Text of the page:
Open Access Te Herenga Waka-Victoria University of Wellington
thesis_access.pdf (27.91 MB)

Systematics of Scleranthus (Caryophyllaceae)

Download (27.91 MB)
posted on 2021-11-08, 21:43 authored by Smissen, Robin David

Scleranthus is a genus of about 12 species of herbaceous flowering plants or small shrubs with a disjunct Eurasian/Australasian distribution. Monophyly of the genus is supported by the close similarity of gynoecial development of all species and consistent with nuclear ITS DNA sequence analysis. Traditionally the genus had been divided into two sections, section Scleranthus and section Mniarum. Section Mniarum is exclusively Australasian while section Scleranthus has been circumscribed to contain exclusively European species or a combination of European and Australasian species. Pollen and floral characters align the species into Australasian and Eurasian groups also supported by nuclear ITS DNA sequence analysis. Section Scleranthus as more broadly defined (i.e., sensu West and Garnock-Jones, 1986) is therefore at least paraphyletic or at worst polypyhyletic. Phylogenetic reconstructions based on morphological characters differ from those based on ITS sequences in supporting different relationships within the Australasian species of Scleranthus. Hybridisation and introgression within the genus are discussed and suggested as the cause of discordance between morphology and DNA sequence based trees. Low sequence divergence among Scleranthus ITS sequences suggests that the European and Australasian clades within the genus diverged within the last l0 million years. Biogeographic implications of these dating and competing hypotheses explaining the disjunct North-South distribution of the genus are discussed. Nuclear ITS and chloroplast ndhF DNA sequences both suggest that Scleranthus belongs to a clade within the family Caryophyllaceae consisting of members of subfamilies Alsinoideae and Caryophylloideae. Phylogenetic relationships between genera belonging to the three subfamilies of Caryophyllaceae (Alsinoideae, Caryophyloideae, and Paronychioideae) are addressed in this thesis through ndhF sequence analysis, which provides no support for the monophyly of traditionally recognised groups. Morphological character data sets are likely to always encompass multiple incongruent data partitions (sensu Bull et al. 1993). It may therefore be appropriate to combine data from DNA sequence and morphology for parsimony analysis even where the two are significantly incongruent.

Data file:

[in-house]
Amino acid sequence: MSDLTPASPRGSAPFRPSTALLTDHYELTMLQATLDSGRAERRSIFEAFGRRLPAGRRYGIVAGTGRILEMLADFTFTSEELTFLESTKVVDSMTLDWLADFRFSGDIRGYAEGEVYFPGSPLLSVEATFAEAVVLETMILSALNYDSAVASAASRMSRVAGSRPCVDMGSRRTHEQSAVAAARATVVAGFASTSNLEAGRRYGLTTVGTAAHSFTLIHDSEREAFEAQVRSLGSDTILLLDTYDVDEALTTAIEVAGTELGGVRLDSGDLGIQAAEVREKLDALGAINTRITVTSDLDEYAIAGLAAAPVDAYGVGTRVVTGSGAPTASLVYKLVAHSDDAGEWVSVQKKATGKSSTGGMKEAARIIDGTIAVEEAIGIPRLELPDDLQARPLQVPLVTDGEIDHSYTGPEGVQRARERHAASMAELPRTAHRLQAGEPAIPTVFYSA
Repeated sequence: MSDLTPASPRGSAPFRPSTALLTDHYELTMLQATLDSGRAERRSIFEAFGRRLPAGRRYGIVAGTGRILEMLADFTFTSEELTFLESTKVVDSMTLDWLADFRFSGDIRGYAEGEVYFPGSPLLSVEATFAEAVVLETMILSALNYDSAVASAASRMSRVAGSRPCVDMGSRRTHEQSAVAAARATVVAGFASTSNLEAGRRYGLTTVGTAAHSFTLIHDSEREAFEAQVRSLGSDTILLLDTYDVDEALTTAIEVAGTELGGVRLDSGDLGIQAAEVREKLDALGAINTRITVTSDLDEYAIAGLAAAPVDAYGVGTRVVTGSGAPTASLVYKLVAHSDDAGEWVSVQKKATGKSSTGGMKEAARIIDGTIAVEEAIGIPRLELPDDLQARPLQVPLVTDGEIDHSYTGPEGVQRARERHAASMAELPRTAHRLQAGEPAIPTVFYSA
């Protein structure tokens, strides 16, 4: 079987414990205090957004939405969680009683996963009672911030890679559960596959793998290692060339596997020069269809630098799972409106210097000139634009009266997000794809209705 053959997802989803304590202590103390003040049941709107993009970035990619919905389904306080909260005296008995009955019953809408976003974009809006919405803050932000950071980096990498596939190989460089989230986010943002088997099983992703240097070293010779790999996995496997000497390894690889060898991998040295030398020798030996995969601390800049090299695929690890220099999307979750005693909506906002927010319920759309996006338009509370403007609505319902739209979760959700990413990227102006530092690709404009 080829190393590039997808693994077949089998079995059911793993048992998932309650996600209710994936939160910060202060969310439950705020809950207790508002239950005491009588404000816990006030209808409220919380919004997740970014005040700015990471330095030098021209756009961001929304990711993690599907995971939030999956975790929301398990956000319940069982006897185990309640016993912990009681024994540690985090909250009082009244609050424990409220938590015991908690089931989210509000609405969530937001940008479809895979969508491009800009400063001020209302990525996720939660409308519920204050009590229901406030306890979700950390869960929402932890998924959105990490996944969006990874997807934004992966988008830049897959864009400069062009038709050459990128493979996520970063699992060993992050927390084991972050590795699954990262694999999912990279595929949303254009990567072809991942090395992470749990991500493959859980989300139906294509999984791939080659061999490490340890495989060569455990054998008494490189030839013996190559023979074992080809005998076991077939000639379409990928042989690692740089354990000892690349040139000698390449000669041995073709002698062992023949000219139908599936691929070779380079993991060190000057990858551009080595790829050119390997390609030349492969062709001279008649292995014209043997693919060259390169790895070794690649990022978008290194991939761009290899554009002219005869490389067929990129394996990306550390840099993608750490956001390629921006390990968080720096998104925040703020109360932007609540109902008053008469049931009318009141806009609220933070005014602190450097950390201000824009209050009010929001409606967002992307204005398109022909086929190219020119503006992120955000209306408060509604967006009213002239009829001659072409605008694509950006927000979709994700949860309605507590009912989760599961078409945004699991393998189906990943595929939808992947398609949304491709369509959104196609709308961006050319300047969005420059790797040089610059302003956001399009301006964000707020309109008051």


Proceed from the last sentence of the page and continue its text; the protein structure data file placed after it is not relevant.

Copyright Date


Date of Award



Te Herenga Waka—Victoria University of Wellington

Rights License

Author Retains Copyright

Degree Discipline


Degree Grantor

Te Herenga Waka—Victoria University of Wellington

Degree Level


Degree Name

Doctor of Philosophy

Victoria University of Wellington Item Type

Awarded Doctoral Thesis



Victoria University of Wellington School

School of Biological Sciences


Garnock-Jones, P J